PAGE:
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Downtown goal: Be shopping destination


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City leaders see downtown Columbus at a crossroads.

More than 3,000 employees have been added downtown in the past four years.

The area includes a revamped destination for dining and entertainment with the reconstructed Fourth Street completed this year.

And the downtown’s transformation has seen the addition of housing, including The Cole and Historic City Hall apartments and Jacksson Place condominiums.

Coming and going

Recent losses:

Imagination Station toy store: December

Scotty’s Burger Joint: December

The Fork at 532 restaurant:  January

Double Oak Farm: March

240 Sweet: March (moved to 9600 U.S. 31 North in Taylorsville)

Detour American Grille & Bar:  March

Ahlemeyer Farm Bakery: March (moved to 2034 17th St.)

O’Child children’s boutique:  May

 

Coming soon:

Yats Cajun/Creole restaurant: The Commons

Taku Japanese Steakhouse:  The Commons

Sogmo Della Terra bakery and cafe: 901 Washington St.

“We want to build on that momentum,” Mayor Kristen Brown said. “It’s natural with more consumers downtown that retail will continue to evolve and grow.”

A retail committee of the Columbus Arts District Coalition has taken up the challenge of looking at how to make downtown thriving.

Downtown has many law and other professional offices, but business leaders are working to see that downtown also keeps its local coffee shops, clothing stores, gift boutiques and art galleries.

Committee members have just begun assessing downtown retail, asking such questions as:

What empty storefronts exist and what type of businesses would residents want there?

How can the city expand on the success of the entertainment district to the downtown shopping area?

Can the downtown retail experience enhance the city’s arts district designation?

How can arts-related businesses be attracted?

“Once we identify the spaces we have available, we can put together a plan,” said Bob Anderson, owner of Stillframes Photography and a committee member. “We definitely want more retail and more arts-related retail.”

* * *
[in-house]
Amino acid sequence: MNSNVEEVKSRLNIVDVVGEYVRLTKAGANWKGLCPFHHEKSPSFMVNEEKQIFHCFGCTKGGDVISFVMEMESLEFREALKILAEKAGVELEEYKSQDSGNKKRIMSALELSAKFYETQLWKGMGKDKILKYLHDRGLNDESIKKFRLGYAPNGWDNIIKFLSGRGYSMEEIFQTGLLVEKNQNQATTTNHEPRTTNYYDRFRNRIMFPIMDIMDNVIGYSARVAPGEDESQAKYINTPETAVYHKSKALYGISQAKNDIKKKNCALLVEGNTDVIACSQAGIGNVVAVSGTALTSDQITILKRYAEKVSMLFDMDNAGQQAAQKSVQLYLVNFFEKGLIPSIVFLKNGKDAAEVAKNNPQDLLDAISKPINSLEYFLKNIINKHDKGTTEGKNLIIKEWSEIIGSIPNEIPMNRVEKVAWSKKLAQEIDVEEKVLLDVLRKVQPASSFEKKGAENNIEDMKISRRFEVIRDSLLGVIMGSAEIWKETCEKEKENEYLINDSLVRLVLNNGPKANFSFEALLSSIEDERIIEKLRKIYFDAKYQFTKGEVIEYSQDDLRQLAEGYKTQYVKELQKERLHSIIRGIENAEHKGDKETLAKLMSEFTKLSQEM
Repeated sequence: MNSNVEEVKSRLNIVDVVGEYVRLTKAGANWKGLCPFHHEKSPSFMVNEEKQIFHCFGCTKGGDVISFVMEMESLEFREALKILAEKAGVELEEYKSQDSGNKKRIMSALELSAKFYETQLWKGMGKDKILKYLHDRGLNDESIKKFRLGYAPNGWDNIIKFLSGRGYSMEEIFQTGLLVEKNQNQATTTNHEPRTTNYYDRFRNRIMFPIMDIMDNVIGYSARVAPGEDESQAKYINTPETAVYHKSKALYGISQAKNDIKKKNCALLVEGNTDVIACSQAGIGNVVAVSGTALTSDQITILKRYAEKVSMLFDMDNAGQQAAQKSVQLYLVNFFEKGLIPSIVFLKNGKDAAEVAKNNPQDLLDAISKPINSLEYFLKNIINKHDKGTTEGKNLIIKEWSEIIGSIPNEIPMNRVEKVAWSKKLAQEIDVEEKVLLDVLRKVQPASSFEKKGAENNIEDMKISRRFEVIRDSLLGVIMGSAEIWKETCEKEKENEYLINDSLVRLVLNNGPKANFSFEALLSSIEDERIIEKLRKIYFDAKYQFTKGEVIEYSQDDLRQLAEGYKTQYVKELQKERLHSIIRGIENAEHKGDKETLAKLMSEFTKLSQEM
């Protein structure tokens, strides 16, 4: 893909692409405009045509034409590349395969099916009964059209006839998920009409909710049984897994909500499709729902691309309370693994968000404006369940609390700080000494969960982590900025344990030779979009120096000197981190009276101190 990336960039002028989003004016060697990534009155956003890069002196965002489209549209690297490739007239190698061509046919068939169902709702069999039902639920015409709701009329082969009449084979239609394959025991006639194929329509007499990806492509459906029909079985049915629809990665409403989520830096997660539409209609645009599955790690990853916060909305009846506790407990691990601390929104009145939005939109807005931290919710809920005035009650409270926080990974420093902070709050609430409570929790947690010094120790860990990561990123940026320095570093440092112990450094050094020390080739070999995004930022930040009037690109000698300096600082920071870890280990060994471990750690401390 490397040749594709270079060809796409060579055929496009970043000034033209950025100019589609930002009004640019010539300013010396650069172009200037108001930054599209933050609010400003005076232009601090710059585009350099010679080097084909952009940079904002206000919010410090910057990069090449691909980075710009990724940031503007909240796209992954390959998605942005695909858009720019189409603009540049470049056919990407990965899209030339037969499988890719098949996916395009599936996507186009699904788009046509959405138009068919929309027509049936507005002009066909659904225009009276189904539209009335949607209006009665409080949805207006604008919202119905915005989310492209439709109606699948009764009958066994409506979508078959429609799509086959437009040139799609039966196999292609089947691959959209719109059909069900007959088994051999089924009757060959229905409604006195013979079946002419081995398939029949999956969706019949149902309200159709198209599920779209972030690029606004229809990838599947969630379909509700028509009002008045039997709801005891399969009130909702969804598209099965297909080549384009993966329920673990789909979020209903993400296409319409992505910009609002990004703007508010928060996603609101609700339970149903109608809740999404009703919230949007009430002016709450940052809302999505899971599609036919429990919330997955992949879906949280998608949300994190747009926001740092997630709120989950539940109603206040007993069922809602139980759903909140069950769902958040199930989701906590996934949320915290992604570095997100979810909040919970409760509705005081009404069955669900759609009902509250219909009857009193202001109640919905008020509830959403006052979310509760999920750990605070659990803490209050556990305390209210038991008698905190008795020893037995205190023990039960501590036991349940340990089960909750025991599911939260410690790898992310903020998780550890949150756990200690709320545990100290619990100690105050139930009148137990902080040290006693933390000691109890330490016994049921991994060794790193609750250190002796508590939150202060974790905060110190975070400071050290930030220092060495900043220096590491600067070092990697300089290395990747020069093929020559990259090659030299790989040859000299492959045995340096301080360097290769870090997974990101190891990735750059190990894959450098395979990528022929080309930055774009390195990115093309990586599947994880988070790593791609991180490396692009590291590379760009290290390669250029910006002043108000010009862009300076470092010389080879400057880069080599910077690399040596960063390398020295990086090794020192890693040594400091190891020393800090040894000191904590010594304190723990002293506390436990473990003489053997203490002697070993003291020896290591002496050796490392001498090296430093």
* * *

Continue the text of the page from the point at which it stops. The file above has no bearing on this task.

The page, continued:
One idea being discussed is finding a location where multiple businesses could share space and costs, offsetting some of the startup costs for new “mom and pop” shops, Anderson said.

Vision for downtown

The mayor would like downtown to be a destination for the entire community and tourists. This will require developing marketing strategies and talking with current retailers to gather input and ideas.

Terry Whittaker, owner of Viewpoint Books, with his wife, Susan, started their business in 1973 in the old Commons Mall but moved in 2007 to 548 Washington St., taking with them loyal shoppers who preferred personal interaction over online shopping.

Terry Whittaker has seen downtown go through many changes but said one option to help recruit new businesses would be to hire someone, such as a downtown manager.

“We have to prioritize and attach a dollar amount to what we want to do and decide who would pay,” he said.

Jayne Farber, a city consultant who leads the arts district, talked to business owners and landlords during a Downtown Merchants Association meeting last week to begin gathering ideas.

The merchants said a big hurdle for new retailers is finding banking institutions willing to lend them money. They also said current retailers always have challenges with customer parking, especially with the increase in downtown

workers.

The additional employee base downtown, however, has greatly increased the amount of foot traffic and, in some cases, boosted sales this year.

Attracting shoppers

Lynne Hyatt, owner of Lockett’s Ladies Shop, said she loves more people milling around but is working on ways to get more of them into her store, especially young professionals. She moved her shop from 1202 Washington St. to 426 Washington last year.

She also would like to see more customers in stores beyond the downtown workers stopping in during lunch breaks or after work.

“There needs to be more reasons for people to come downtown,” she said.

As the number of retail shops increases, Hyatt suggests more prospective customers will see downtown as a shopping destination.

Shoppers have various opinions about what they would like downtown or even if having more shops would encourage them to do more shopping at smaller, independent stores.

Justin Kruer of Franklin has been working at Cummins Inc. downtown for about three years and shops at Dell Brothers men’s clothing store and Viewpoint Books occasionally. On Wednesday, he was having lunch on the patio at Savory Swine.

“I’d like to have a grocery store downtown. That’s the biggest need. Where do you go if you need something like an aspirin?” Kruer asked.

Debbie Bennett of Columbus stopped downtown Wednesday to have lunch with a friend but said she seldom does any shopping there.

“We really need some more retail, some variety,” Bennett said.